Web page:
Dec. 3, 2010

Repeal of Dodd-Frank Confidentiality Protection for SEC: What Investment Advisers Lost and What Remains

On October 5, 2010, President Obama signed Senate Bill 3717 (“Bill”) into law, amending the Investment Advisers Act of 1940 (the “IAA”) by repealing a broad exemption of the Securities and Exchange Commission (“SEC”) from the Freedom of Information Act (“FOIA”) and other disclosure obligations enacted only three months before by Section 929I of the Dodd-Frank Wall Street Reform and Consumer Protection Act (“Dodd-Frank”).  Section 929I, which added Section 210(d) to the IAA, exempted the SEC from being compelled through FOIA and non-FOIA litigation to disclose information obtained by the SEC in connection with reporting obligations of financial institutions, including in connection with the SEC’s surveillance, risk assessment, regulatory or oversight activities.  The SEC had requested the exemption to facilitate its enforcement activities.  According to the SEC, financial institutions resist providing the agency with non-public information on the grounds that the SEC might not be able to keep it confidential, particularly from competitors or other third parties seeking the information through discovery in connection with commercial litigation or otherwise.  After the SEC used Section 210(d) to avoid disclosing details of its failure to detect the Bernie Madoff Ponzi scheme, Congress determined that Section 210(d) was overbroad, and repealed the provision.  In a guest article, Hillel M. Bennett and Gary L. Granik, both Partners at Stroock & Stroock & Lavan LLP, and Alessandro J. Sacerdoti, an Associate at Stroock, discuss in detail: the reporting and filing requirements applicable to investment advisers, as established by Dodd-Frank; the new confidentiality protections for filed information included in Dodd-Frank; confidential treatment of information obtained by the SEC during examinations and investigations; Exemption 8 of FOIA; the Aguirre case; requests by investment advisers for confidential treatment of non-public information disclosed to the SEC during an examination or investigation; confidentiality of proprietary information under Dodd-Frank; and potential legislative action with respect to confidentiality of information filed with or obtained by the SEC.

Lessons for Hedge Fund Managers and Expert Network Firms from the Government’s Criminal Complaint against Don Chu, Formerly of Primary Global Research LLC

On Wednesday, November 24, 2010, agents of the Federal Bureau of Investigation arrested Don Chu, at the time, an employee of expert network firm Primary Global Research LLC (Primary Global).  (Primary Global fired Chu after his arrest.)  The arrest was based on probable cause established in a Complaint filed in the United States District Court for the Southern District of New York the day prior to the arrest.  This article offers a critical reading of the Complaint and its implications for hedge fund managers and expert network firms.  By “critical,” we do not mean to take issue with the allegations in the complaint or the sufficiency of the evidence; the evidence appears to have been carefully collected and is persuasively marshaled.  Rather, by “critical,” we mean to describe our purpose in writing about the Complaint.  Here, as in substantially every article in the Hedge Fund Law Report, our purpose in writing about a particular legal document is to extract the insights and lessons that may be more broadly applicable to hedge fund managers and other hedge fund industry participants.  Such articles are intended to assist our subscribers in updating their assumptions, revising their policies and procedures and tracking the concerns of regulators and prosecutors.  With those and related goals in mind, this article discusses the following issues, insights and ideas arising out of the Chu Complaint: the three ways in which expert networks can facilitate the movement of material, non-public information; the ways in which expert networks, properly structured and used, can inhibit the movement of material, non-public information; the categories and timing of information allegedly communicated in the Chu matter; an important compliance suggestion for hedge fund managers that use expert networks, based on the specifics of the allegations in the Chu Complaint; the role of soft dollars in the ongoing insider trading investigation; the jurisdictional issue raised by the Complaint; and the interaction between competition in the expert network business, insider trading and insider trading law.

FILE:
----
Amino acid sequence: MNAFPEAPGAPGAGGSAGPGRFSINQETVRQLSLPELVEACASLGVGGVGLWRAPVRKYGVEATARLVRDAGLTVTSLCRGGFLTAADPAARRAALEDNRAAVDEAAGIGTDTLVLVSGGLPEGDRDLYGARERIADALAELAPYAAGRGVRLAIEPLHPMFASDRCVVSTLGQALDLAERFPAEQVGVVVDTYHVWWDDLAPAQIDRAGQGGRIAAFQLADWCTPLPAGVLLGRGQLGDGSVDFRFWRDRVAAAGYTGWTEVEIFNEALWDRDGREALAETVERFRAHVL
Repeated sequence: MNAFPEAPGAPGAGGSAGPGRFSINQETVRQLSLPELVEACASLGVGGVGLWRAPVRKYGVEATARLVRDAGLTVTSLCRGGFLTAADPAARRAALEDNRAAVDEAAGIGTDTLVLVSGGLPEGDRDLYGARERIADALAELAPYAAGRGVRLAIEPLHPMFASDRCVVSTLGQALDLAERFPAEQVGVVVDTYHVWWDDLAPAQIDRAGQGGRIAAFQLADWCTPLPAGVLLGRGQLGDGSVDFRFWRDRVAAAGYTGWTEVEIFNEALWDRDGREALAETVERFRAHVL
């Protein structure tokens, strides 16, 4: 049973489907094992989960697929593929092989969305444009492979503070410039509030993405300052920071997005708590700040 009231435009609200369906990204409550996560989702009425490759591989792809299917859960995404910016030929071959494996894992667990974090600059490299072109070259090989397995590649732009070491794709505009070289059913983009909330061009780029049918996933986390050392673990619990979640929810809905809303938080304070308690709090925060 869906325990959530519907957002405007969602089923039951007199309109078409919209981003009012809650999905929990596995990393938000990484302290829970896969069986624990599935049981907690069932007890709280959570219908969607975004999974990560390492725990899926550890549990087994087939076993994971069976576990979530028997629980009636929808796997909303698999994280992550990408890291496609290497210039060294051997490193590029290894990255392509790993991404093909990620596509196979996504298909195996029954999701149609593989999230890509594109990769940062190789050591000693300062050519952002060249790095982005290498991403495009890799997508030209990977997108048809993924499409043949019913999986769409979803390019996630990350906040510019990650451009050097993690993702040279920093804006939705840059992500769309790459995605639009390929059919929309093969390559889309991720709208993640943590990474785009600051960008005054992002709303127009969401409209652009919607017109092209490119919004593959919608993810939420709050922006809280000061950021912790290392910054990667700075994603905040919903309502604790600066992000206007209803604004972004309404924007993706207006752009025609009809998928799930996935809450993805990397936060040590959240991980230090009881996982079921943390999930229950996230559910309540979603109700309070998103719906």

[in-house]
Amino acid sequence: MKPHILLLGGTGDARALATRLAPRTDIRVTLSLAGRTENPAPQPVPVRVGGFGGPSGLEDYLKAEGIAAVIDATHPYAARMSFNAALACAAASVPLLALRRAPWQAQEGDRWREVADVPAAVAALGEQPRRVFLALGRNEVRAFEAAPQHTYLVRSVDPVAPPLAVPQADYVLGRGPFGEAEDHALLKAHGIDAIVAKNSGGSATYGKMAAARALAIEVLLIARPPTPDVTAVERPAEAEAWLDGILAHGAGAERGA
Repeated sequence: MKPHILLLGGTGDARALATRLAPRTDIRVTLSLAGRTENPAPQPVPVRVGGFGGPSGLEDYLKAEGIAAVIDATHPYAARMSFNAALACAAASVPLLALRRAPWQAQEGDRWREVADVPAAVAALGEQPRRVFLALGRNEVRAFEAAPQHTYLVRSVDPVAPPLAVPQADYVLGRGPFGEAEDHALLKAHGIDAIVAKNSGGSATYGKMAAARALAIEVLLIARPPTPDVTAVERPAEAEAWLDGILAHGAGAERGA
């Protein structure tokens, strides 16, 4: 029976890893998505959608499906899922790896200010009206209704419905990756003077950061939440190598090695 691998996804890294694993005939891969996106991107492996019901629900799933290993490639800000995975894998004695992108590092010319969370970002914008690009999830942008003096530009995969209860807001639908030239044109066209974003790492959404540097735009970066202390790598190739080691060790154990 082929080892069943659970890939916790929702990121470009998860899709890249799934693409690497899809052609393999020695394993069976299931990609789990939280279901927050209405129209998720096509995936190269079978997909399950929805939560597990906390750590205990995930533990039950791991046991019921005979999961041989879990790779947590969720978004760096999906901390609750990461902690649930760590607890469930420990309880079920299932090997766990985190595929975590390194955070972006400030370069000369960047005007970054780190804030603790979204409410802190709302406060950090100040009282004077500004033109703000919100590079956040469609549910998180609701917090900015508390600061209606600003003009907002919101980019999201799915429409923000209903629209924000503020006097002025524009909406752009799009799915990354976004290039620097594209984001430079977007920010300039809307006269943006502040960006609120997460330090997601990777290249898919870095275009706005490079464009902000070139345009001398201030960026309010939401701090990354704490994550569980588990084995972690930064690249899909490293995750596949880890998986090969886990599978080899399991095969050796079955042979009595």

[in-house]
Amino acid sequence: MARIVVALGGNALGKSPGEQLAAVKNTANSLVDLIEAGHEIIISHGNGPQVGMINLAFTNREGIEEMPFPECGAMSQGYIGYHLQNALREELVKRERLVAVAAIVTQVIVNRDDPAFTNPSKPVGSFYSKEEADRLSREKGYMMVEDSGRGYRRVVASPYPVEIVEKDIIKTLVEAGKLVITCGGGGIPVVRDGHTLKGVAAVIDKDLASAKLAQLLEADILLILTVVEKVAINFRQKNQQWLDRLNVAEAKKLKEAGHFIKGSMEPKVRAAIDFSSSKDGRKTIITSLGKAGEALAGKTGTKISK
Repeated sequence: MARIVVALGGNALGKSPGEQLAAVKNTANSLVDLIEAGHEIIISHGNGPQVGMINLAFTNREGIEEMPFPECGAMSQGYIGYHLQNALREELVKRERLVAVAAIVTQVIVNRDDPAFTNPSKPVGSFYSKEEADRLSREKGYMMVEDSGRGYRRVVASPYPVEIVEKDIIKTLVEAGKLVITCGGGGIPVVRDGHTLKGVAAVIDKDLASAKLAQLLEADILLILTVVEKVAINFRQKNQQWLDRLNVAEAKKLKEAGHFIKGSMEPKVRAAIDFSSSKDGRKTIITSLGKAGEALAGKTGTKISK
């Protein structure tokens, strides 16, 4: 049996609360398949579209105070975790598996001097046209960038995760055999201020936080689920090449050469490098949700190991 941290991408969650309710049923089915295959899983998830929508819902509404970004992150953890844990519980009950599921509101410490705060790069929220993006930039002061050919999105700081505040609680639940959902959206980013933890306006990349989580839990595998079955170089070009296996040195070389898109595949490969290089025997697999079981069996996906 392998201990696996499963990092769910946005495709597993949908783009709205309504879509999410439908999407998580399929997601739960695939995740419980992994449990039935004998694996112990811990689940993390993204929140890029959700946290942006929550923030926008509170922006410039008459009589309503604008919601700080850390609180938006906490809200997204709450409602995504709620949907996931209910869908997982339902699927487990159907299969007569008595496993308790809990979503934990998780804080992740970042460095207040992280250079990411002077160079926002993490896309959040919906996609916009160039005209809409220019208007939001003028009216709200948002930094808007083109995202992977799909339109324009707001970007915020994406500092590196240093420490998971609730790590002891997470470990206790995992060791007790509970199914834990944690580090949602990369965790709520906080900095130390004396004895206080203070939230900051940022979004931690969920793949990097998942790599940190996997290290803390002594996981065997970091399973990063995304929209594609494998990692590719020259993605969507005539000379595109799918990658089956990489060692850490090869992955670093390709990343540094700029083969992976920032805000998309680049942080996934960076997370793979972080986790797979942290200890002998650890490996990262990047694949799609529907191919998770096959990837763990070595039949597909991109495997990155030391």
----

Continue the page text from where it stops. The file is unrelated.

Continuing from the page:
A Prime Broker that Fails to Diligently Investigate the Sources of Funds in a Hedge Fund’s Margin Account May Be Jointly and Severally Liable, with the Fund and Its Manager, for Fraud by the Manager, to the Extent of Funds in the Account